Matters of Money, Maternity, Tennis and Equal Pay
Question one: Starting July 3rd, on a telecast aired all over the world, millions of people will witness two groups of workers. One group will perform up to 40% less work than their contemporaries at a lower level of ability and earn less revenue for their industry, yet will be paid equally. Journalist, feminist and much of the general public have a name for it. Equality! Name the event.
Answer: The Wimbledon tennis championship, which in 2007 caught up with the rest of the major tennis tournaments by paying women the same amount as men. The fact that equality in in the 2007 tournament, meant equal pay for the 17 game women’s final with the 52 games male championship was largely ignored, as have the longer men’s finals in subsequent Wimbledon’s. This is true even of 2009 finals, where the men’s championship lasted 76 games and the women’s lasted 21.
Prior to the change in the Wimbledon prize money, American journalists observed, that in the United States some women’s championship finals were out drawing men’s (aided by the large amount of top American women players). Meaning, the American media always on the guard for ethnocentrism, argued that because in our country people watched a women’s championship in an event shown all over the world, women should be paid as much as men for a tournament in England.
Feminists have pointed out over and over how women have been historically limited in sports participation because they were considered too weak to handle the rigors of physically demanding athletics. They still harken back to the dark days when women’s basketball required them to play on only one side of the basketball court. While feminists recoil at this past horror, they ignore the reality seen all over the world of women playing less sets than men in major tournament’s. Thus people all over the world are given the erroneous information that women don’t have the endurance to play five sets of tennis like men do. In addition, feminist’s complain about the greater air time given to men’s sports compared to women’s on television. Obviously, playing equal amount of sets would mean more television air time for women.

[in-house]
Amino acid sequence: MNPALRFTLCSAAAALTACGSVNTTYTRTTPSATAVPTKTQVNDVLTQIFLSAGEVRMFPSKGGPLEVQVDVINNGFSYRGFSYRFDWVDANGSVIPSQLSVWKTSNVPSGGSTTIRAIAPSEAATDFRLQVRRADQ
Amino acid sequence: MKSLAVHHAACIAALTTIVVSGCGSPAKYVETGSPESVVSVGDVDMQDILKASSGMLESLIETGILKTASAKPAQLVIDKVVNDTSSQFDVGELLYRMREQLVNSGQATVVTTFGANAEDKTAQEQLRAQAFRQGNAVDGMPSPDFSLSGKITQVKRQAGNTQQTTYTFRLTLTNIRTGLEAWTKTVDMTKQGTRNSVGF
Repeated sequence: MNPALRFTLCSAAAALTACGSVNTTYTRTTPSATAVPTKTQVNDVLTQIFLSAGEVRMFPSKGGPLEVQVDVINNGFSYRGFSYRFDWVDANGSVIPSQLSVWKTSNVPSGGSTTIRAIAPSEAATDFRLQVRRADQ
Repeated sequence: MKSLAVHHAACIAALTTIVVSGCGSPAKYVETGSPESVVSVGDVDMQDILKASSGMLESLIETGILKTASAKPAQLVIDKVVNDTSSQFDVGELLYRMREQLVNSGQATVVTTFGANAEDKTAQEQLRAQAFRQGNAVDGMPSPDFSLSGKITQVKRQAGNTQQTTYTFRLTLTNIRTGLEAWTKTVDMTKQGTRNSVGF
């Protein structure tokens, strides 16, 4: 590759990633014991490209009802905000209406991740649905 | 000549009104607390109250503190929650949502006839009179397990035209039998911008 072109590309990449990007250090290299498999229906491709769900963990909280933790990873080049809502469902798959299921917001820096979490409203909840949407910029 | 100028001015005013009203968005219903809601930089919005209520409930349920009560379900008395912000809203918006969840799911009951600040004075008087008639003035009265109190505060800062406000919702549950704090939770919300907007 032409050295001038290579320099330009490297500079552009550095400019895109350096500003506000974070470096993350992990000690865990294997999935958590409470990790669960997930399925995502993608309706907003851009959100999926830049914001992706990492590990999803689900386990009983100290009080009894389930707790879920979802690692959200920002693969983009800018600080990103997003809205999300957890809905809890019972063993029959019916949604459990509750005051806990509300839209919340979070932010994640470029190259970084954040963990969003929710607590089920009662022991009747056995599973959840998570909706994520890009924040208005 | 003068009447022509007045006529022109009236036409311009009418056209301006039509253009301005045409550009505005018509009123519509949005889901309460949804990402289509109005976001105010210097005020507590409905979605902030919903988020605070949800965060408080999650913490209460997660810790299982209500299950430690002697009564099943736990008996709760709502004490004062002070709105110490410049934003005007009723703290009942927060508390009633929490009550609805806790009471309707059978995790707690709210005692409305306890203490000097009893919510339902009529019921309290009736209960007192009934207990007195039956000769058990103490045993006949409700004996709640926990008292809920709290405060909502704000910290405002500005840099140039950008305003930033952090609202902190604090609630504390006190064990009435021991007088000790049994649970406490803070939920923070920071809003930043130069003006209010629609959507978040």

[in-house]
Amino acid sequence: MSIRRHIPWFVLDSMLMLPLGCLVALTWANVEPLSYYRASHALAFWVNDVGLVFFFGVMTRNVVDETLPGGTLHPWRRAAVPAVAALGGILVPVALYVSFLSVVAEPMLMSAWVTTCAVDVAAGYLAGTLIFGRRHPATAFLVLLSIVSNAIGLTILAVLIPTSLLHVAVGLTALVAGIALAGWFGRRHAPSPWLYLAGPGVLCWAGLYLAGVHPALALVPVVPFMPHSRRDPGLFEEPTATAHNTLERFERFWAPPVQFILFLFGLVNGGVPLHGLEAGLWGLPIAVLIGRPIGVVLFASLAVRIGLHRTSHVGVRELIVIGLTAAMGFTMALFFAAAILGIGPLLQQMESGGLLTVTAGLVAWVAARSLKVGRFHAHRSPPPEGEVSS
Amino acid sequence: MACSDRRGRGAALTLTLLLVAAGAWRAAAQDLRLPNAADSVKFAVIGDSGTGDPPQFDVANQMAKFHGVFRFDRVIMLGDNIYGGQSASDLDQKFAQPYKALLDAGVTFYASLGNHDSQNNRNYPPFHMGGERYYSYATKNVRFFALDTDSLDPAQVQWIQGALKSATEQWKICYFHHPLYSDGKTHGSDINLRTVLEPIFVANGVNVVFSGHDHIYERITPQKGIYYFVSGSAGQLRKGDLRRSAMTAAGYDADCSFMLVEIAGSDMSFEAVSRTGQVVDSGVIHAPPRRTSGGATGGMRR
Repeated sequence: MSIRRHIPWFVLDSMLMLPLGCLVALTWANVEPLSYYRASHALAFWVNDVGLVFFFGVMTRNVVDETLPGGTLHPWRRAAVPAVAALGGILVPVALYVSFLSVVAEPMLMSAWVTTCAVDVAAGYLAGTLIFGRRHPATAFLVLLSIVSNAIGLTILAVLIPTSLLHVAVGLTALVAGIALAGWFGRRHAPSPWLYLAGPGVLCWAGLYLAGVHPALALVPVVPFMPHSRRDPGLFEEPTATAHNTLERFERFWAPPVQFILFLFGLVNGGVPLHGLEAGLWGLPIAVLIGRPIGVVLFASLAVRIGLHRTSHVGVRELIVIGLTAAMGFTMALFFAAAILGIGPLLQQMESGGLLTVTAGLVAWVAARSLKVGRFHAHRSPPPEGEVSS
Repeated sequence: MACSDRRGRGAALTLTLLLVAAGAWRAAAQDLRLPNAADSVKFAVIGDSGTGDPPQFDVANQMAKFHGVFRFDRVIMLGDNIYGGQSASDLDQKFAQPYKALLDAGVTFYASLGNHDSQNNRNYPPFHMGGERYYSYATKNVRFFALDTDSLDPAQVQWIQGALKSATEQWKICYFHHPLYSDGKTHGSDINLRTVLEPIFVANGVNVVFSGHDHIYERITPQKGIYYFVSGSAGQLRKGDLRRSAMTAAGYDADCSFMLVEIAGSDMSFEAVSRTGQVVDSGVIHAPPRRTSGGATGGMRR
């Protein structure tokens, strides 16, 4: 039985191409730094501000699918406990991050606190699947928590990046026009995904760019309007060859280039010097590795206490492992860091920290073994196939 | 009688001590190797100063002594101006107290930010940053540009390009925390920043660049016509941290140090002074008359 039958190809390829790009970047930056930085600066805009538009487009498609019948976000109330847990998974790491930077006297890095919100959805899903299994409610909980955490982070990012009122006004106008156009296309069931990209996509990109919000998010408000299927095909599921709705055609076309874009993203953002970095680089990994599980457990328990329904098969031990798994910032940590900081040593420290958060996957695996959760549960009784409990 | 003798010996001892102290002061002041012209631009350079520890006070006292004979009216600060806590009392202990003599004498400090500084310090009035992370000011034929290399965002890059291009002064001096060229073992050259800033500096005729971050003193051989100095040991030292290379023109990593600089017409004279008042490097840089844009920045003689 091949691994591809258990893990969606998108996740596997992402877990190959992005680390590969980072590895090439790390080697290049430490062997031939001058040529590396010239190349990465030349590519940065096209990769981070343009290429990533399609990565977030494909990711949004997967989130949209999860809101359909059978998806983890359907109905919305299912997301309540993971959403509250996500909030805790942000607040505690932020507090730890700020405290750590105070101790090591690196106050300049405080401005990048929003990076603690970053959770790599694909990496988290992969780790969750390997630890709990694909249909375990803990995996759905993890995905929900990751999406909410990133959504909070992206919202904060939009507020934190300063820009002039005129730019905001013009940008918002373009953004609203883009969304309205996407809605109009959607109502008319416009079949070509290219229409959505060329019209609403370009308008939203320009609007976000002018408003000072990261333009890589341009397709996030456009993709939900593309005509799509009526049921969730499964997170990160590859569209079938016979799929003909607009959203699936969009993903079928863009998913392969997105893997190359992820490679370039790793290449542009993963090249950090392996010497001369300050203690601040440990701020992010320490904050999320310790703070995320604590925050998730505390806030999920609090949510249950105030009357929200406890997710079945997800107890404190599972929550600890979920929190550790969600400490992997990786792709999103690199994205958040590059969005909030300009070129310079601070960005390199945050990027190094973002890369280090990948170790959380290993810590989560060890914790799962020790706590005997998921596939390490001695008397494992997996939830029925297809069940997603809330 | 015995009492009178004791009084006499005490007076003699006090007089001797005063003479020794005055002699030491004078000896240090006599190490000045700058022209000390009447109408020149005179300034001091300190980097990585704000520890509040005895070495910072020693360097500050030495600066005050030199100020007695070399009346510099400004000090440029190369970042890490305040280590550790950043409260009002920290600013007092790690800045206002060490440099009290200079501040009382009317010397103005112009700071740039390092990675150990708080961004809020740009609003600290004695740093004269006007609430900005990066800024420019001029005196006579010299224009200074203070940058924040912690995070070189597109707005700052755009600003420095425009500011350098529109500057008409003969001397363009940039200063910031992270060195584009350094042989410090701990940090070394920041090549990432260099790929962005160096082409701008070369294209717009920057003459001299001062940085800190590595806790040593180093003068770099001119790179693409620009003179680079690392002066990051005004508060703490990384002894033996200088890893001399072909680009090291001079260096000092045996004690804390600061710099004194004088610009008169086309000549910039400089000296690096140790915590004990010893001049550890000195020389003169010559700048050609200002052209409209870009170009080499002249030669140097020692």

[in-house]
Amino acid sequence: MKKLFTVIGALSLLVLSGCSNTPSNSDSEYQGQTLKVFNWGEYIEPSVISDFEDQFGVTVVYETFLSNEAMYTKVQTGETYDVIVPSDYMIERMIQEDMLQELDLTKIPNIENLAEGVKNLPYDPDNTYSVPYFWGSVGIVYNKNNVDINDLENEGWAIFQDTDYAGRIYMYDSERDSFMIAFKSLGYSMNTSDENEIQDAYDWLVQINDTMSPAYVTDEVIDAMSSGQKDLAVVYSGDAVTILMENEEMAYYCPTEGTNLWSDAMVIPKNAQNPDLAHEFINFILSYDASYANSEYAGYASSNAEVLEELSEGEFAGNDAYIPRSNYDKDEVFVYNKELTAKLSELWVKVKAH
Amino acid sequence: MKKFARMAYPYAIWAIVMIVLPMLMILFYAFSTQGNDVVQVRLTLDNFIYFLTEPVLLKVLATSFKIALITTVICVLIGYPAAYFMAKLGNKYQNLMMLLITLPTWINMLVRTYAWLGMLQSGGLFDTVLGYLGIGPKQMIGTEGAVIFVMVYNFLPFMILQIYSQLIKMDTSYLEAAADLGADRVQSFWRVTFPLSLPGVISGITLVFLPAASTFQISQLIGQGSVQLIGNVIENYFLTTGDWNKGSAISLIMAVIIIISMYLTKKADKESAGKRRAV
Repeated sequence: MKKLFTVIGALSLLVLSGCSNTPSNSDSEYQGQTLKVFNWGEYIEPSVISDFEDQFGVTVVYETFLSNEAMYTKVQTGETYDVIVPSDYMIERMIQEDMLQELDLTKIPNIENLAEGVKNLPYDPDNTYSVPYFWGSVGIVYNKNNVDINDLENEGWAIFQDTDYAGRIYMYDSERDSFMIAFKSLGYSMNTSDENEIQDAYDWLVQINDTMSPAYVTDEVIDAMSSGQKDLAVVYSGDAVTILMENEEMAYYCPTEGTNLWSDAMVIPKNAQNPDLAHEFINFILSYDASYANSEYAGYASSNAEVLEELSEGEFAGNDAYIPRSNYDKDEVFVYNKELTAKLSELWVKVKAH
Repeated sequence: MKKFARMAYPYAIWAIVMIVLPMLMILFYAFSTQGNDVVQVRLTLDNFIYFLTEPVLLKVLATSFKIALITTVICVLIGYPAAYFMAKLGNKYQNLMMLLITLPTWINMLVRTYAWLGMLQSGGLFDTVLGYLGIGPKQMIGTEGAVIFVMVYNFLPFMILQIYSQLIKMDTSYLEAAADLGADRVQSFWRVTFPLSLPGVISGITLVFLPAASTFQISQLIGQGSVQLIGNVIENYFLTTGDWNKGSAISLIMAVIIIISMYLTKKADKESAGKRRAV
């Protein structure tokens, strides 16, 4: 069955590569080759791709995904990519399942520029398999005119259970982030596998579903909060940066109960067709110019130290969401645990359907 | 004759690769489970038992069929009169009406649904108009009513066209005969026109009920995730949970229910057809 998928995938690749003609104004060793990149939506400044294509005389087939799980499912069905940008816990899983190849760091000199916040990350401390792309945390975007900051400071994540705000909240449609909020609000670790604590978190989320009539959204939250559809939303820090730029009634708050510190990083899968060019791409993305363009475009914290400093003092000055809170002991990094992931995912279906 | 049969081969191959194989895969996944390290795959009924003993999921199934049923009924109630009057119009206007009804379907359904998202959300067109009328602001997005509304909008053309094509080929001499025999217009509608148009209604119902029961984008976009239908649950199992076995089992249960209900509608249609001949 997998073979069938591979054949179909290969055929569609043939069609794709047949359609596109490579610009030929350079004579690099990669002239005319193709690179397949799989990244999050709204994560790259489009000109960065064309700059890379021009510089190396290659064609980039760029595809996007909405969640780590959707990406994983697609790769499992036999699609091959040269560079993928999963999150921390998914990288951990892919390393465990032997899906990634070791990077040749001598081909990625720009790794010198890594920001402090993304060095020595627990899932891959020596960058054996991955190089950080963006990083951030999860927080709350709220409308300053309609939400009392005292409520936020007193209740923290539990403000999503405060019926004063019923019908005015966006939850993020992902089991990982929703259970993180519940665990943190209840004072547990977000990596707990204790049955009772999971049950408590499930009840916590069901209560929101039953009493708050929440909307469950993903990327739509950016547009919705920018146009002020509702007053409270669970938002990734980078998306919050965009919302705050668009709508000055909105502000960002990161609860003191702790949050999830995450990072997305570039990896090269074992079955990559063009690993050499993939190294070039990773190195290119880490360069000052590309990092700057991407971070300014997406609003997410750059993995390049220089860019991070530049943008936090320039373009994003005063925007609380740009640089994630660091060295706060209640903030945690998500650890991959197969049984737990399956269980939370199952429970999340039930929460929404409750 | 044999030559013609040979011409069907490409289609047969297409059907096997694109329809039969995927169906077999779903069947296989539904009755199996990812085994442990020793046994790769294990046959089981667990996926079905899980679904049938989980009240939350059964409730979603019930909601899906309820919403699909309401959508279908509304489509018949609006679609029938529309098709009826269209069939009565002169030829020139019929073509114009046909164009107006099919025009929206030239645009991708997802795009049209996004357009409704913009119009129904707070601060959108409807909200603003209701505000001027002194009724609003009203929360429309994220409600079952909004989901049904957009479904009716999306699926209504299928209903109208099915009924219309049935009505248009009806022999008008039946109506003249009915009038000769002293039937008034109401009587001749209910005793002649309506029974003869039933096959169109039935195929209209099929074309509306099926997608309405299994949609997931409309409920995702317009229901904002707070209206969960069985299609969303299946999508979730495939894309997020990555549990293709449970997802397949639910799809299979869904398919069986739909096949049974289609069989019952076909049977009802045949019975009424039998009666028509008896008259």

A legitimate reason for women not playing these longer matches could be that that women in general may be more susceptibility to injuries than male players. But if this is true, why should they be paid the same as men? Certainly, the wear and tear of these longer matches has shortened some men’s careers. Why should men have to train for longer matches and put greater stress on their bodies, yet receive no greater pay? Whatever happened to the idea of equal pay for equal work?
The announcement that the world’s greatest female tennis player Serena Williams is pregnant, brings up a second question. Name a job where a women can be put at a completive disadvantage due to pregnancy, yet feminists ignore it. The answer: Women’s tennis. In fact, feminist’s express little concern involving maternity leave issues in any professional women’s sport.
A pregnancy exemption is provided by the “Special Ranking” rule. Under this rule, players are eligible if they have experienced injures or pregnancies. After returning from leave, the players keep their prior ranking for 8 regular tournaments, and two of the four grand slams for a 12 month period. Prior to 2015 they were only required to be allowed participation in one grand slam event. In contrast, under the family leave act, all eligible workers retain their previous work status.
There is one single paragraph about pregnancy in the “Special Ranking” section. It notes that unlike injured players who have up to two years leave, women who give birth have 12 additional months. This contrasts with the family leave law, where pregnant women are mandated albeit shorter, but equal time and in fact overall, take more leave of a longer duration.